This leaflet is to help you understand why it's important to evaluate the baby's ductus venosus (DV) blood vessel, what tests are available, and the things to watch for during the pregnancy.

What is the ductus venosus?

The ductus venosus (DV) is a blood vessel that is only present before birth. It has the shape of a funnel and is situated between the umbilical vein, at the level of the liver, and the baby’s heart. It brings blood rich in oxygen from the placenta to the heart and this is further directed to the baby’s brain, where oxygen is needed for normal development. 

When there is a problem with the baby (there is a chromosomal or heart anomaly or, later in the pregnancy the baby does not grow well) the shape of the ductus venosus (DV) waveform at Doppler examination changes and its measurement becomes abnormal. 

An abnormal DV flow in the first trimester of pregnancy is regarded as a marker for possible chromosomal anomalies or heart defects in the baby. Sometimes the DV flow appears abnormal, but there is nothing wrong with the baby. This can also be a temporary finding without significance. 
In combination with a first trimester screening test for Down Syndrome (often called a “Combined Test’), the finding of an abnormal DV flow measurement increases the chance that your baby has a problem with the chromosomes greater than the initial risk calculated by the combined test. The doctor will help you interpret the test result. For instance, a risk of 1:100 or greater is usually considered as ”high”. This means that if 100 women have been given the same risk, only one of them will have a baby with a problem and 99 will not.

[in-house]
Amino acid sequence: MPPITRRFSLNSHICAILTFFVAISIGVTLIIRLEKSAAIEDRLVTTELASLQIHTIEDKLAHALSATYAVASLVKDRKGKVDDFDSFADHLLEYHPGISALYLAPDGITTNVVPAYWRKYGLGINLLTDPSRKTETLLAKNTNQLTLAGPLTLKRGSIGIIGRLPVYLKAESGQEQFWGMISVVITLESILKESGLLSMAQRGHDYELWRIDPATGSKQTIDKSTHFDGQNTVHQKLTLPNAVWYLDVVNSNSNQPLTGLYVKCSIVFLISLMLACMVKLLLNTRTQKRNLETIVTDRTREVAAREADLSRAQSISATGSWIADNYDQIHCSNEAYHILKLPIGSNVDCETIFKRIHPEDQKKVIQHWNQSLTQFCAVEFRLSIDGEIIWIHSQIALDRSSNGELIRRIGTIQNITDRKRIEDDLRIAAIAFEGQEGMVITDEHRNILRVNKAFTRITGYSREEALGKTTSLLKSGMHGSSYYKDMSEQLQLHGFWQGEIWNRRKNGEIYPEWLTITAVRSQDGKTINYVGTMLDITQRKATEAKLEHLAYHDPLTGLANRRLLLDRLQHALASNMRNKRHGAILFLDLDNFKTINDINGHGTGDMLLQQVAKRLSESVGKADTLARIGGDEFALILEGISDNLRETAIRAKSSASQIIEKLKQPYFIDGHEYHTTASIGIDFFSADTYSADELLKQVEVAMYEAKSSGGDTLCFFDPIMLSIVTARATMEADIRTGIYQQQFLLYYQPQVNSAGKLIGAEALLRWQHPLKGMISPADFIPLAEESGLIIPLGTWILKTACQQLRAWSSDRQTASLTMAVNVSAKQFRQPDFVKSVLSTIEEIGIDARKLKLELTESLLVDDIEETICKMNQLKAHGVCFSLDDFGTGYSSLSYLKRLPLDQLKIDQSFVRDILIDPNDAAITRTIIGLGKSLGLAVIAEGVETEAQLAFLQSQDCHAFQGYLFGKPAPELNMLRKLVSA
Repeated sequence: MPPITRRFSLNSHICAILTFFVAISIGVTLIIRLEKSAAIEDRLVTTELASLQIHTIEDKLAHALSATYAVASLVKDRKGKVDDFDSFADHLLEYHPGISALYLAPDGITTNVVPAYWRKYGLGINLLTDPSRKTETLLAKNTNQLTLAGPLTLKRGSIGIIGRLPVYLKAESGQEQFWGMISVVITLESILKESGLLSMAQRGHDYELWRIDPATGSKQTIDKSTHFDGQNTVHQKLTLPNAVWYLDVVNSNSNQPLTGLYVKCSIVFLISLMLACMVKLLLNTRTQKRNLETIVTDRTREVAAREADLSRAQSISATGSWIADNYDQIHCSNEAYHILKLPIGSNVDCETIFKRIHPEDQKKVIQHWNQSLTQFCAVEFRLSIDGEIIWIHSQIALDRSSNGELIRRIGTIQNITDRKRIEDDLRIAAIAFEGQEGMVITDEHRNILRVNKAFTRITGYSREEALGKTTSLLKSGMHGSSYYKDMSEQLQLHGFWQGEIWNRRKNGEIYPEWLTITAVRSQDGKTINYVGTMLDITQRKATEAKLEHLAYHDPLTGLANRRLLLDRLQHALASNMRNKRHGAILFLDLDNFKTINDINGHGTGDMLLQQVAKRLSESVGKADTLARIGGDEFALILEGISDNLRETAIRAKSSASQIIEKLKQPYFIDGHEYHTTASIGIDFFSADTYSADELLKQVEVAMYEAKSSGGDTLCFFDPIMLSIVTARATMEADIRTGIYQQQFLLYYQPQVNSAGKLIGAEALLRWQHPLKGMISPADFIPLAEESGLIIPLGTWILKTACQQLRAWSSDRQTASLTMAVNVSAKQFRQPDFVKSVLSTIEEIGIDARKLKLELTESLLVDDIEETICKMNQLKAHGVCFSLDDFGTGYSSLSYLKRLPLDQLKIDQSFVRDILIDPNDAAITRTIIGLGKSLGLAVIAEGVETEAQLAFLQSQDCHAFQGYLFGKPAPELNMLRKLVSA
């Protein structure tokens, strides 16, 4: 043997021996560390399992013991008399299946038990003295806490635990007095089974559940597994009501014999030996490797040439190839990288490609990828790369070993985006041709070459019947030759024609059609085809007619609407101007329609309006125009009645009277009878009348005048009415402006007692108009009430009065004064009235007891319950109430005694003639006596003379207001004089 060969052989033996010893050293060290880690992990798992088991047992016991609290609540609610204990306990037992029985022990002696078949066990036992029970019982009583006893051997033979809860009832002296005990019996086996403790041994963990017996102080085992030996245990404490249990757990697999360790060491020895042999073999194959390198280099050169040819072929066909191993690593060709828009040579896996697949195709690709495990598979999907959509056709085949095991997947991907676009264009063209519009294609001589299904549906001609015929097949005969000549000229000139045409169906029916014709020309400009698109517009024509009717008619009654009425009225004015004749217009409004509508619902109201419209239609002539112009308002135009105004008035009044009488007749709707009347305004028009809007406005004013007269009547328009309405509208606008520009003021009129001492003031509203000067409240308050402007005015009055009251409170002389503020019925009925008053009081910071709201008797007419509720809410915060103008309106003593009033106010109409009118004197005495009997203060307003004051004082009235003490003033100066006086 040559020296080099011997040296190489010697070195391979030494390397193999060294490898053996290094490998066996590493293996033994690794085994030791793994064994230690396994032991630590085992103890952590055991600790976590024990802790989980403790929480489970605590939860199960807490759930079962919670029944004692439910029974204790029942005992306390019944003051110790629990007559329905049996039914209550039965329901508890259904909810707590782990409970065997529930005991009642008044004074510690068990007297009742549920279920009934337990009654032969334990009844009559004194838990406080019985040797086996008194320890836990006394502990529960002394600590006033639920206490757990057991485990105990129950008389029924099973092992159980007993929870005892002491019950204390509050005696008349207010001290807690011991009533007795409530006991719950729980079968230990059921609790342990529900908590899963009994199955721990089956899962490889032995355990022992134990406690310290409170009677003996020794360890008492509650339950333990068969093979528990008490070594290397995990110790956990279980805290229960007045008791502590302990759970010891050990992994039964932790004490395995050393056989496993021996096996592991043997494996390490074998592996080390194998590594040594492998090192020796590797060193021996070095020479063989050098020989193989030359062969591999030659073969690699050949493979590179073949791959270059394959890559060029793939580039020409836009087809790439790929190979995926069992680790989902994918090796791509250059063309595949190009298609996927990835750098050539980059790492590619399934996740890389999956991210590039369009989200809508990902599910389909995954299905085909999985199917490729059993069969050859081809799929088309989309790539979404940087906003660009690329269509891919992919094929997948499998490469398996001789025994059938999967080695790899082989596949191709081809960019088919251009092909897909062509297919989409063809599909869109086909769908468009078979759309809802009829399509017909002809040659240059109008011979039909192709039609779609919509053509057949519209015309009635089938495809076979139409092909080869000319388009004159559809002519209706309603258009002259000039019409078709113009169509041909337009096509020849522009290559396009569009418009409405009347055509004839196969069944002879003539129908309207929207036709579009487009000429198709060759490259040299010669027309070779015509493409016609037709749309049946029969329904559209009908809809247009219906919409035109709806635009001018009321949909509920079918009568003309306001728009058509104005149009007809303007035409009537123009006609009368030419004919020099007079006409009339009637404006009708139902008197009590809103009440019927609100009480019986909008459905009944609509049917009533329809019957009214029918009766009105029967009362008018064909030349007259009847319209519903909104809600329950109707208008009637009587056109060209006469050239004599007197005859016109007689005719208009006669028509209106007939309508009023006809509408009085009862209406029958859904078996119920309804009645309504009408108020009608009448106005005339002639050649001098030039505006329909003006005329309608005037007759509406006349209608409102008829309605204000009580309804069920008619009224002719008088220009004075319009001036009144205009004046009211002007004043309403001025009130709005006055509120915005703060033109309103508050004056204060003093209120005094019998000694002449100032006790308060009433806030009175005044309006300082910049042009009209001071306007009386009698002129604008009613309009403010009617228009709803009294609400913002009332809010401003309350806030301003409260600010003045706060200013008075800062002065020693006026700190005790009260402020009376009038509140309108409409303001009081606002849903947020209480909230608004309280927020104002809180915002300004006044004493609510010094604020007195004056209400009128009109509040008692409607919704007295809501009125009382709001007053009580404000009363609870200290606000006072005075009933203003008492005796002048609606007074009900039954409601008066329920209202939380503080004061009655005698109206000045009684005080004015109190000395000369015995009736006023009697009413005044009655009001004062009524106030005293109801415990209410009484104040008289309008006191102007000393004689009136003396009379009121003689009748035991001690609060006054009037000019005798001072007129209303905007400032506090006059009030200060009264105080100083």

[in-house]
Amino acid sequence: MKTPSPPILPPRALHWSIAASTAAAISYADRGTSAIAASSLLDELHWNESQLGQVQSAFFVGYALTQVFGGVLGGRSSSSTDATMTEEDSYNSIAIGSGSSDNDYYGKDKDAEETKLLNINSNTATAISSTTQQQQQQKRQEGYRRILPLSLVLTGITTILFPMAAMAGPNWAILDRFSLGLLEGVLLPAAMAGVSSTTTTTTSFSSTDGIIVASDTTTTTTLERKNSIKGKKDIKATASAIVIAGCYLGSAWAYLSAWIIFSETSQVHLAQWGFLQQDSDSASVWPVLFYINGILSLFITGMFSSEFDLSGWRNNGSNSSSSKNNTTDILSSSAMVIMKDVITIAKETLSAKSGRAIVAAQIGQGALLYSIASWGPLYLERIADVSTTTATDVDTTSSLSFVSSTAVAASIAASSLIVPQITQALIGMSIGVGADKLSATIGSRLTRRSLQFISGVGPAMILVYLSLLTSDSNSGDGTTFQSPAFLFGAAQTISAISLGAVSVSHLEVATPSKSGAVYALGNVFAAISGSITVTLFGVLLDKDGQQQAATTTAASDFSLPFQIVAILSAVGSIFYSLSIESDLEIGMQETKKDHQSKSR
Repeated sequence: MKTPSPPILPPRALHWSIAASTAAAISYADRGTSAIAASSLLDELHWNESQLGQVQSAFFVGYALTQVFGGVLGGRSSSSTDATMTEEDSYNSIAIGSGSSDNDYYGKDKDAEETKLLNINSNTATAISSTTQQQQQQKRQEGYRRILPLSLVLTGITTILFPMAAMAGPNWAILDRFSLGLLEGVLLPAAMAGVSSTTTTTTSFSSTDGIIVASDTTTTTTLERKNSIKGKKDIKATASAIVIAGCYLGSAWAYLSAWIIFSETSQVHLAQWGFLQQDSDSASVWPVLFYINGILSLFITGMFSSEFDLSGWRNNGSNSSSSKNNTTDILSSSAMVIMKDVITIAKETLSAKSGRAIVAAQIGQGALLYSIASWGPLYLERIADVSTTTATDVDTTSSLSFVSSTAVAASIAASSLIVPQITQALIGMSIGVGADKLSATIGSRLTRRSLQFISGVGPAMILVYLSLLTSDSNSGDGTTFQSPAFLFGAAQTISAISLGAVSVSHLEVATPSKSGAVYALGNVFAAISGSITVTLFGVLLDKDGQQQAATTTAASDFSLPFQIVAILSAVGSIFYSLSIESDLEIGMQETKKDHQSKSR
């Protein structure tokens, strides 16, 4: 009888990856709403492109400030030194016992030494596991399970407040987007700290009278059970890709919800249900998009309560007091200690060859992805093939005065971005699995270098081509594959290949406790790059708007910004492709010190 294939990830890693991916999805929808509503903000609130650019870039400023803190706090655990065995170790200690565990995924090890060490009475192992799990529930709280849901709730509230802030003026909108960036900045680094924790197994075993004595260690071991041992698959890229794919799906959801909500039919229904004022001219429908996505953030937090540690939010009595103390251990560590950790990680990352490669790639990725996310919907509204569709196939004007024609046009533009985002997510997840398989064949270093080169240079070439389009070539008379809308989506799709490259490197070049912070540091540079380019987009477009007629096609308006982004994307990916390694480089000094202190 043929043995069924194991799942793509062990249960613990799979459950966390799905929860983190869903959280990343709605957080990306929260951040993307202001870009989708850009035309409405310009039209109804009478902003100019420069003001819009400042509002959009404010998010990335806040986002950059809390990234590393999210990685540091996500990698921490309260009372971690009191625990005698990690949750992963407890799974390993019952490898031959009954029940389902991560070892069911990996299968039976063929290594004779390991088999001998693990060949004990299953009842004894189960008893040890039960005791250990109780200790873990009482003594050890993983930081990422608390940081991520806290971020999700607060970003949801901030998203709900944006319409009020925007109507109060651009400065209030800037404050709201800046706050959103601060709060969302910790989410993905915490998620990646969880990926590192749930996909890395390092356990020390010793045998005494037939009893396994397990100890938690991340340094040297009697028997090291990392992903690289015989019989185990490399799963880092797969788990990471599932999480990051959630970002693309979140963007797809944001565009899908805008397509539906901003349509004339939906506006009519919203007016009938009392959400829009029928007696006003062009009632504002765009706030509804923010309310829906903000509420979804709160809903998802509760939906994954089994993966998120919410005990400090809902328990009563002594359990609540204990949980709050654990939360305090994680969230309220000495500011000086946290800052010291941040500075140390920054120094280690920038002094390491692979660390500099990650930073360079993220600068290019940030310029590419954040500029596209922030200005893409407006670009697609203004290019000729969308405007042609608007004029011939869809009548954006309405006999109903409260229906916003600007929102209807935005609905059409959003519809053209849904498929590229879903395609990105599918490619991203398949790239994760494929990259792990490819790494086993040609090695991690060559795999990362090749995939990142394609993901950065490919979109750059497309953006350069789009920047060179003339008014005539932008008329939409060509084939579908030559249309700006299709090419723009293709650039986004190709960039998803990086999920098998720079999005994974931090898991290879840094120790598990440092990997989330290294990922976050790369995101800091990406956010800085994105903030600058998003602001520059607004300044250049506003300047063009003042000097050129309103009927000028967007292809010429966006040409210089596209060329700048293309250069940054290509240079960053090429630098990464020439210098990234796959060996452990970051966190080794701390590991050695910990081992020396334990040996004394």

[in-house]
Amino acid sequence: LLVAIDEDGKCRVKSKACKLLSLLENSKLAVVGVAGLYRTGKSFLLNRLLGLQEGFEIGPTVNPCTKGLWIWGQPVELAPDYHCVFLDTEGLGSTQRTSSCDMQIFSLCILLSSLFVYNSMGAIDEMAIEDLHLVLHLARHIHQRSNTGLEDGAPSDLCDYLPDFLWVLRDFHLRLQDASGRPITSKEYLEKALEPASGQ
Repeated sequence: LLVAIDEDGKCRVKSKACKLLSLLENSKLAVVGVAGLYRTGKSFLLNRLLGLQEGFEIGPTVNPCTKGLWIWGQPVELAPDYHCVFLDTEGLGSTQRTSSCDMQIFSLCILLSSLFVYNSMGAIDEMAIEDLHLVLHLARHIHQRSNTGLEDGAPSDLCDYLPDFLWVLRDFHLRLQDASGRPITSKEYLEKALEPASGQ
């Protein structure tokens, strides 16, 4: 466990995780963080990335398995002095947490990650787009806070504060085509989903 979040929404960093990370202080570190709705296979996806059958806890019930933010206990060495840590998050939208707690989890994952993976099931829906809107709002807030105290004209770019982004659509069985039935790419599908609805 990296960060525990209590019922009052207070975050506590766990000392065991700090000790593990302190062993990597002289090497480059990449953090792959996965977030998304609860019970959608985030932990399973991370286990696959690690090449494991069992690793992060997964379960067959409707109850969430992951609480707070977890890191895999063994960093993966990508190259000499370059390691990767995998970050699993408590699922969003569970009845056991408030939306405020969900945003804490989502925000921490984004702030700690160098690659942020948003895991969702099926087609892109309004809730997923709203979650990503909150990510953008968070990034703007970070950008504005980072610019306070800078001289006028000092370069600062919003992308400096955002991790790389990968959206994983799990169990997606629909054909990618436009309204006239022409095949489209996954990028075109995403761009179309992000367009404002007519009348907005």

Ultimately, the interpretation of risk is highly individual, and only you can decide which risk is acceptable for you and whether you wish to follow up a high risk at a screening test with a confirmatory, diagnostic test such as taking a small sample from the placenta or some amniotic fluid from around the baby (chorion villous sampling/amniocentesis) and analyse the chromosomes. 

Should I have the non-invasive test (NIPT) done?

Your doctor will advise you if you qualify for the NIPT or rather should consider having an invasive test such as amniocentesis.

How are chromosomes relevant to an abnormal ductus venosus flow?

Chromosomes are where most of our genetic information is kept. We usually have 46 of them matched in pairs: 23 come from one parent and the other 23 come from the other parent.  For example, people with Down syndrome have an extra chromosome number 21. Babies with a chromosomal anomaly, usually an extra chromosome 21 or 18, or 13, often show a thickened NT and/or sometimes show an abnormal DV flow. This can also happen when the baby has a heart anomaly, even if the chromosomes are normal.

Should I have more tests done?

If the result of the diagnostic test is normal, the doctor will probably suggest an advanced fetal scan to analyse all the fetal structures, with special attention to the heart, to check if this is normal. 

What are the things to watch for during the pregnancy?

If the tests are all negative (chromosomes and scan of the heart of the baby) it means that no problems have been found with your baby and your pregnancy can be considered normal, so you do not need any further special care in pregnancy. The ductus venosus flow will also become normal at a later stage in pregnancy and the explanation for the fact that it was abnormal early in pregnancy is not clear. 

Will it happen again?

Usually, an abnormal DV flow will not be seen again in the next pregnancy, but if the baby had a chromosomal anomaly or a heart anomaly the risk may be slightly increased in your next pregnancy. 

What other questions should I ask?

  • What is the chance of my baby having a chromosomal anomaly if there was an abnormal DV flow?
  • Can I have a combined test done and get my baby’s risk of having a chromosomal anomaly?
  • Do I qualify for a non-invasive blood test?
  • If the risk is high, which invasive test should I choose (chorion villous sampling or amniocentesis)?
  • Which risks are associated with these tests?
  • Which genetic investigations will be performed?
  • Will these tests diagnose small genetic problems? 
  • Will the doctor organise extra specialised scans in the pregnancy to check if the DV flow was associated with a heart problem or other problems? 
  • If both heart and chromosomes are normal, will the DV flow be checked later in the pregnancy to see if it has normalised?


Last updated August 2023